Kroll's article, as well as others I've read recently (most notably Olivia Gude's "Postmodern Principles") proposes that rather than ignoring multi- and interculturalism in the art classroom, or using non-hegemonic cultural manifestations as examples of the (wise, earthy) Other at specifically-demarked times, we can introduce other cultures' output by opening up what we consider art to be.  This is in keeping with the benefits that I see in studying "visual culture" in an art classroom; by opening up discussion to include popular culture as well as 'canonic' high art, we also open the door for discussion of 'traditional' arts, 'underground' art and culture, art from resistance movements, etc.

Gude proposes that the standard "7+7" curriculum for art in middle and especially high school, which focuses on the 7 generally-accepted formal elements (line, shape, value, texture, form, color and space) and 7 design principles (balance, rhythm, gradation, emphasis, harmony, unity, opposition - these are less generally-accepted than the formal elements) are specific to the Western culture.  They're presented as universal and foundational, however, and as such they are a perfect example of  'normative Whiteness" in the classroom.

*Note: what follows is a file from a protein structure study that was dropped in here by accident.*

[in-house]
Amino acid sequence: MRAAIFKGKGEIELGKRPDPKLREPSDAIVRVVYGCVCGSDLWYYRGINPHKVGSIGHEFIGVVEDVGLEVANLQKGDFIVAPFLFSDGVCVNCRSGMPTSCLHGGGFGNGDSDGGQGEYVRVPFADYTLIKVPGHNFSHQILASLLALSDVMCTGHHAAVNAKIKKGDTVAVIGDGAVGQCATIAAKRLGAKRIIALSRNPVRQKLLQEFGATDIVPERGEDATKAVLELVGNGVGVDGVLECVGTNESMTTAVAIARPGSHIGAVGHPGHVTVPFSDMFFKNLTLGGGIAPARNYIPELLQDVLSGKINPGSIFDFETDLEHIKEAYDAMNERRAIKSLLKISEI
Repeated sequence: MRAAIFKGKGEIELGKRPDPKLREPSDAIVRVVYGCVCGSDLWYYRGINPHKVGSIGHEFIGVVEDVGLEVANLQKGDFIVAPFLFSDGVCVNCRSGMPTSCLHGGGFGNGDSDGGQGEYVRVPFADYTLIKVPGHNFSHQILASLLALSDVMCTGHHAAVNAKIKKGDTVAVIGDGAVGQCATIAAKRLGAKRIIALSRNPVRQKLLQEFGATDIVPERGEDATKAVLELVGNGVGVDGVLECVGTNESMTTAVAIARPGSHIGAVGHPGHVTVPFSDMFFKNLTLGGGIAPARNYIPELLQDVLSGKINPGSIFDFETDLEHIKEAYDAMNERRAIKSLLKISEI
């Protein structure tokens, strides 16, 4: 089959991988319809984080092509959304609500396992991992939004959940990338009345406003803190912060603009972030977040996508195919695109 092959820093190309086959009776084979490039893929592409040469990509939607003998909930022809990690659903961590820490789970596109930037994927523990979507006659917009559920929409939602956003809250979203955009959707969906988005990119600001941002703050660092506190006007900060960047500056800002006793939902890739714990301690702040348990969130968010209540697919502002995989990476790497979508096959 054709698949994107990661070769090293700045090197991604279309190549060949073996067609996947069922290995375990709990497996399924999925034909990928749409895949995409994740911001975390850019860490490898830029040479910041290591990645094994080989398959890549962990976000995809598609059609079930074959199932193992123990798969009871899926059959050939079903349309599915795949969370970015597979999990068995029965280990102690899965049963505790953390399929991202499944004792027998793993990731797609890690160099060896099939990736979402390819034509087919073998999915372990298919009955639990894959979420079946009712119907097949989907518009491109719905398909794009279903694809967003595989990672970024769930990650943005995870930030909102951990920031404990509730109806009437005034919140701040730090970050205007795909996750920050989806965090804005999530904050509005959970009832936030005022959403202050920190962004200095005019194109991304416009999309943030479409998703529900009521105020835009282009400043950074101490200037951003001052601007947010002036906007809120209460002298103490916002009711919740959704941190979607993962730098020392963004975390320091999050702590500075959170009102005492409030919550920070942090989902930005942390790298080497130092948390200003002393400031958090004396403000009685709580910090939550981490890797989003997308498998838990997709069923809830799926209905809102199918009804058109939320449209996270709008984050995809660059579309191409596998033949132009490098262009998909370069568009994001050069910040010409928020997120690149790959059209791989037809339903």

Gude proposes a set of "postmodern principles" (appropriation, juxtaposition, recontextualization, layering, interaction of text and image, gazing, and representin') which deal with the conceptual trends in contemporary art, and allow for students to more directly deal with expressive content in their own work.   She points out that most secondary art education curricula focus on what Clement Greenberg (1971) called "cold modernism" (Manet, Seurat, Cezanne, Matisse, Picasso) - using these artists as springboards into discussion of the "7+7" before asking students to apply those principles to produce work which, often, is strongly guided by the images they've been shown from those "major" artists.  By contrast, "hot modernism" artists (Duchamp and the Dadaists, most notably) are most commonly cited as influences among contemporary artists, especially those whose work is loaded with specific meaning and identity politics.